|C||General-purpose, procedural, portable, high-level language|
|Python||General-purpose, structured, powerful language|
|C++||General-purpose, portable, free-form, multi-paradigm language|
|C#||Combines the power and flexibility of C++ with the simplicity of Visual Basic|
|PHP||PHP has been at the helm of the web for many years|
|Ruby||General purpose, scripting, structured, flexible, fully object-oriented language|
|Assembly||As close to writing machine code without writing in pure hexadecimal|
|Swift||Powerful and intuitive general-purpose programming language|
|Groovy||Powerful, optionally typed and dynamic language|
|Go||Compiled, statically typed programming language|
|Pascal||Imperative and procedural language designed in the late 1960s|
|Perl||High-level, general-purpose, interpreted, scripting, dynamic language|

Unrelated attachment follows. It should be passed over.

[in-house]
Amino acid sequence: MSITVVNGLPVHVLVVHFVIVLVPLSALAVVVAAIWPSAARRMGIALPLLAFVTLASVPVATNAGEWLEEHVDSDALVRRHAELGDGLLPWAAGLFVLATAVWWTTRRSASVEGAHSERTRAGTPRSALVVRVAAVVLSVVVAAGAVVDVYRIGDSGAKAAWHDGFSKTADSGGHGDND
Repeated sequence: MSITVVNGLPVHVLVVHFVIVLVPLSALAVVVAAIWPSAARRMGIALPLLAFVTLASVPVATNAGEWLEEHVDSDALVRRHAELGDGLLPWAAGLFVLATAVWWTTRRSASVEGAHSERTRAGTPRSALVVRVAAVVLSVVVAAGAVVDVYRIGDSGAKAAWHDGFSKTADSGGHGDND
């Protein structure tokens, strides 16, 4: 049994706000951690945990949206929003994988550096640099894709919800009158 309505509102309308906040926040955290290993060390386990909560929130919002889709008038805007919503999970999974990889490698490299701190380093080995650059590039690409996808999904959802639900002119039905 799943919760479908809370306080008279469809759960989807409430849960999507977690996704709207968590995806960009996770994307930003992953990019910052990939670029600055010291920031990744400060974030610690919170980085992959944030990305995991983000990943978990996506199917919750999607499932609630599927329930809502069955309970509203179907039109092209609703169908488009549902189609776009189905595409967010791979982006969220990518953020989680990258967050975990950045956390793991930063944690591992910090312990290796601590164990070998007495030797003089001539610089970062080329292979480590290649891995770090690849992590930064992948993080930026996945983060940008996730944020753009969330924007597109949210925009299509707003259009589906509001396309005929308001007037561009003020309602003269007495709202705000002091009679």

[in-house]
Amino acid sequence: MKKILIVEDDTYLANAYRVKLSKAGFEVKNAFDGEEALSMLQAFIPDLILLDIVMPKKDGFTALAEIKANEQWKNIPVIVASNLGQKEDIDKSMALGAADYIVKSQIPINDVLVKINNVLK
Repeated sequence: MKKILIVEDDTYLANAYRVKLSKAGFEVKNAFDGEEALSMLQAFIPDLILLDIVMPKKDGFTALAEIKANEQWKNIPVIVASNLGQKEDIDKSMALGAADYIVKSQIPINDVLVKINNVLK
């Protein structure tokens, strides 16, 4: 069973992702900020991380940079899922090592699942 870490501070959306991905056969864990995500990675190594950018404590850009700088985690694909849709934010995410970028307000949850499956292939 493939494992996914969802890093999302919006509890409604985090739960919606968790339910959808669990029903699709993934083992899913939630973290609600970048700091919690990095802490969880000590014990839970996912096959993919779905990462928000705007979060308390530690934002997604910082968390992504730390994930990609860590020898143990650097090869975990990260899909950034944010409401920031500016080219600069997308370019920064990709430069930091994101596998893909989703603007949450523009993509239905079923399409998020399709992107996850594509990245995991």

|R||De facto standard among statisticians and data analysts|
|COBOL||Common Business-Oriented Language|
|Scala||Modern, object-functional, multi-paradigm, Java-based language|
|Fortran||The first high-level language, using the first compiler|
|Scratch||Visual programming language designed for 8-16 year-old children|
|Lua||Designed as an embeddable scripting language|
|Logo||Dialect of Lisp that features interactivity, modularity, extensibility|
|Rust||Ideal for systems, embedded, and other performance critical code|
|Lisp||Unique features - excellent to study programming constructs|
|Ada||ALGOL-like programming language, extended from Pascal and others|
|Haskell||Standardized, general-purpose, polymorphically, statically typed language|
|Scheme||General-purpose, functional, language descended from Lisp and Algol|
|Prolog||General purpose, declarative, logic programming language|
|Forth||Imperative stack-based programming language|
|Clojure||Dialect of the Lisp programming language|
|Julia||High-level, high-performance language for technical computing|
|SQL||Access and manipulate data held in a relational database management system|
|Erlang||General-purpose, concurrent, declarative, functional language|